Thursday, 28 July 2011

A Colonsay Marriage Custom

Wedding Rings
Tucked in between a proverb – rinn e sùilean na cait rium with the meaning ‘growing wild at me’ – and a fragmentary pibroch song Bodach nam Briogais, Alexander Carmichael noted down a short item about how marriages were negotiated in the isle of Colonsay. Presumably, though it is not explicitly stated in any way, Carmichael got this information from a native of the place. It may also be noted, judging from the tenor of the opening, that such customs were no longer in use but clearly that they must have lingered long enough in living memory in order for them to be written down. In many ways such customs made a lot of sense and this is perhaps why pre-nuptial agreements have become in a similar fashion more usual when marriages are nowadays being negotiated:

About the beginning of this century it
was customary in Colonsay to meet
on two hillocks to arrange marriage
preliminaries. On the farm of
[ ] they met – the bride’s
party on one knoll (cnoc) and
the groom’s party on another. Then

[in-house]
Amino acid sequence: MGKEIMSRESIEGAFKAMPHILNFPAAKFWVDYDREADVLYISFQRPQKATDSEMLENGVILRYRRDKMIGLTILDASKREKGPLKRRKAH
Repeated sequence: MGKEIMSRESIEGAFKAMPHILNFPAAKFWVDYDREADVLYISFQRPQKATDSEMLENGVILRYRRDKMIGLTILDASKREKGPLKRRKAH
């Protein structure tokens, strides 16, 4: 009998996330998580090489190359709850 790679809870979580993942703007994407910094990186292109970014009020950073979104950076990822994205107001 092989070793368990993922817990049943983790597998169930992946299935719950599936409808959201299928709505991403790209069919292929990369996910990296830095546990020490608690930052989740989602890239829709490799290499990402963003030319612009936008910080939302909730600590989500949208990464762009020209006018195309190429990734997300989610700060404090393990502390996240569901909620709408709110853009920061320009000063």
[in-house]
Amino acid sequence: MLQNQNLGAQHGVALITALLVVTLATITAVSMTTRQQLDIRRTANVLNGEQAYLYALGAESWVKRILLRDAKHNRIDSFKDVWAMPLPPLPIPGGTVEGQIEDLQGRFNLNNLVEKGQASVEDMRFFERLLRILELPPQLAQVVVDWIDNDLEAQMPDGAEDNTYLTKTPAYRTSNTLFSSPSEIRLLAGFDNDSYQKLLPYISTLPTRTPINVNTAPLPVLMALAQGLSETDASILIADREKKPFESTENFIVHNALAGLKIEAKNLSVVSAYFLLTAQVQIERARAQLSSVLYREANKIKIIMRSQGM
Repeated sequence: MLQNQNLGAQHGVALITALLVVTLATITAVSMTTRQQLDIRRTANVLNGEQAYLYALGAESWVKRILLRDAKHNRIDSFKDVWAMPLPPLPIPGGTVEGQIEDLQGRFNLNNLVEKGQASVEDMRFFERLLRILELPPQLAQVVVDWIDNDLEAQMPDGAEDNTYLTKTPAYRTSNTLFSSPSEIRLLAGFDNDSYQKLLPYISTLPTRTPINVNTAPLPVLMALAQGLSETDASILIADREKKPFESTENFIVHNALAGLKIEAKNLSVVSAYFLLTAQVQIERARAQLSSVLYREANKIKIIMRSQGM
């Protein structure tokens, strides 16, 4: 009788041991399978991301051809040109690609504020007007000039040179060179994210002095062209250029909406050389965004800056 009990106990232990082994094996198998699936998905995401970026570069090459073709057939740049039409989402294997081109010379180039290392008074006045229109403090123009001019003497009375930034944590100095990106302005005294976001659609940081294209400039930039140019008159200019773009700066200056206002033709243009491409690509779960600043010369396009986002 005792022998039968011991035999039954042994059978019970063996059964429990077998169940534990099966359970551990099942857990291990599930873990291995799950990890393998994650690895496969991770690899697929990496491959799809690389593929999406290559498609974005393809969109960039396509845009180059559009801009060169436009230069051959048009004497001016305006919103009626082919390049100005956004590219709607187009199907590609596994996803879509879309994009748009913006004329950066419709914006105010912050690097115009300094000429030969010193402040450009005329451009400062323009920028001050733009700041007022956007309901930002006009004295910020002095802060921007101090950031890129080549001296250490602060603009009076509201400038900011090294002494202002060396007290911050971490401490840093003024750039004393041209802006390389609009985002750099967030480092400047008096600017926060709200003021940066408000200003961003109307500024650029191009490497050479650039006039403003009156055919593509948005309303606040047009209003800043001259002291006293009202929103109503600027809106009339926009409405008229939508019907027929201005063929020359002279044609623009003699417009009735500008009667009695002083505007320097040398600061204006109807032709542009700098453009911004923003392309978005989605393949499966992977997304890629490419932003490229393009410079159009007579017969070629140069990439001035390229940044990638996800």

one man from each party
descended the valley and came
within speaking distance of one
another. They conversed in solemn
tones and then retired to their respective
parties. They descended the valley
a second time and came nearer
than before and talked again in
a formal manner and then
went back up the hill as before.
The two men met again for
the third and last time and on
this occasion came quite close
to each other and after a third
and final and formal negociation [sic] they
parted.


If either party with-drew the
party withdrawing paid the tochar
agreed upon to the other. In case the
girl withdrew, her father had to pay
his daughter’s tochar; if the man
withdrew he paid the equivalent of
the girl’s tochar to the girl and there
was an end to it. Neither lost
cast.

Reference:
CW120/341, ff. 99v–100r.
Image: Wedding Rings.

1 comment:

  1. Unusual use of the word "cast" at the end there, at least to my ears (eyes really). Cast I assume meaning "face", "social stature" or the like?

    ReplyDelete

Stone whorls WHM 1992 13 2.4

Stone whorls WHM 1992 13 2.4
Stone whorls collected by Alexander Carmichael, held by West Highland Museum (ref. WHM 1992 13 2.4). [© carstenflieger.com]